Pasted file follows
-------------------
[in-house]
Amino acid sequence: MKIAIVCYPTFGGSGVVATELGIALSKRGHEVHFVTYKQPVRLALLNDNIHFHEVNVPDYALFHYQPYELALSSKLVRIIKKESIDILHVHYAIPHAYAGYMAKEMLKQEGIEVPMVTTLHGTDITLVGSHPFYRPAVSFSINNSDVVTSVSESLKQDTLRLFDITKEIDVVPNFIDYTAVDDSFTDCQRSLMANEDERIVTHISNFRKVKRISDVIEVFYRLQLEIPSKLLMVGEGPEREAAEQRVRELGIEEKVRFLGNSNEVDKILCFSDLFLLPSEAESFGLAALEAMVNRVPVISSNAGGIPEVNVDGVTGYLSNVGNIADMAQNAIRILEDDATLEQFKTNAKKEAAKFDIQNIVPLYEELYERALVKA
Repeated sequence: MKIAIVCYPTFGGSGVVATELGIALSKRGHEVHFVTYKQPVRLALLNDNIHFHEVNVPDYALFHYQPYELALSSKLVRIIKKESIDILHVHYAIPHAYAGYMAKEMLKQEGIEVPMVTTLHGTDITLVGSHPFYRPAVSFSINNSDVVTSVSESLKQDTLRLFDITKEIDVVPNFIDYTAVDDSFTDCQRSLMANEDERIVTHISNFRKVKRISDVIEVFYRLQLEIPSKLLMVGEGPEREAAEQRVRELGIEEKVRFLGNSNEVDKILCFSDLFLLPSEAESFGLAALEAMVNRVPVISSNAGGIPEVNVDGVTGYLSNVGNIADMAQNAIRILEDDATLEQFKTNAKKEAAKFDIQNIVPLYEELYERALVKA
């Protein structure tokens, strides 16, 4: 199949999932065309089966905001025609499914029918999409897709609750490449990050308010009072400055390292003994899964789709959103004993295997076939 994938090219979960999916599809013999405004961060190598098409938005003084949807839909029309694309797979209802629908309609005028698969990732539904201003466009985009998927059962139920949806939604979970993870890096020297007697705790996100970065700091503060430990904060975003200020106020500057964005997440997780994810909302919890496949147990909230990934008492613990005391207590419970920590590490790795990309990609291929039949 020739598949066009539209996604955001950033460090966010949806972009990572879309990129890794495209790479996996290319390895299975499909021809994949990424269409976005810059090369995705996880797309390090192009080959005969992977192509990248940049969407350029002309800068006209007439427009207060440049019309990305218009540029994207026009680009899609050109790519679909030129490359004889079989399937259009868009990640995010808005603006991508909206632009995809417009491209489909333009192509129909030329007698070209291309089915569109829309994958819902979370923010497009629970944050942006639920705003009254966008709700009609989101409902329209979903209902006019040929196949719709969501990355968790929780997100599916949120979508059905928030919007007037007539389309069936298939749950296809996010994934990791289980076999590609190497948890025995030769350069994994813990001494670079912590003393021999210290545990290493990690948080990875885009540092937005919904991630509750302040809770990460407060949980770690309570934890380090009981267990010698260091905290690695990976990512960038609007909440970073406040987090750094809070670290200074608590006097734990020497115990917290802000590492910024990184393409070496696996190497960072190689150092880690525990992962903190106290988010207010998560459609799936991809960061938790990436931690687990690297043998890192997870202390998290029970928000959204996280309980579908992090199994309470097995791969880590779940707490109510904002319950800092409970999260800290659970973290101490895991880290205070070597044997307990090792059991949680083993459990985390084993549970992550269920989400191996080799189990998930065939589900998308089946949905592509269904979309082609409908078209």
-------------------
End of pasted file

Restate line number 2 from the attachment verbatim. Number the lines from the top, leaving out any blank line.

Amino acid sequence: MKIAIVCYPTFGGSGVVATELGIALSKRGHEVHFVTYKQPVRLALLNDNIHFHEVNVPDYALFHYQPYELALSSKLVRIIKKESIDILHVHYAIPHAYAGYMAKEMLKQEGIEVPMVTTLHGTDITLVGSHPFYRPAVSFSINNSDVVTSVSESLKQDTLRLFDITKEIDVVPNFIDYTAVDDSFTDCQRSLMANEDERIVTHISNFRKVKRISDVIEVFYRLQLEIPSKLLMVGEGPEREAAEQRVRELGIEEKVRFLGNSNEVDKILCFSDLFLLPSEAESFGLAALEAMVNRVPVISSNAGGIPEVNVDGVTGYLSNVGNIADMAQNAIRILEDDATLEQFKTNAKKEAAKFDIQNIVPLYEELYERALVKA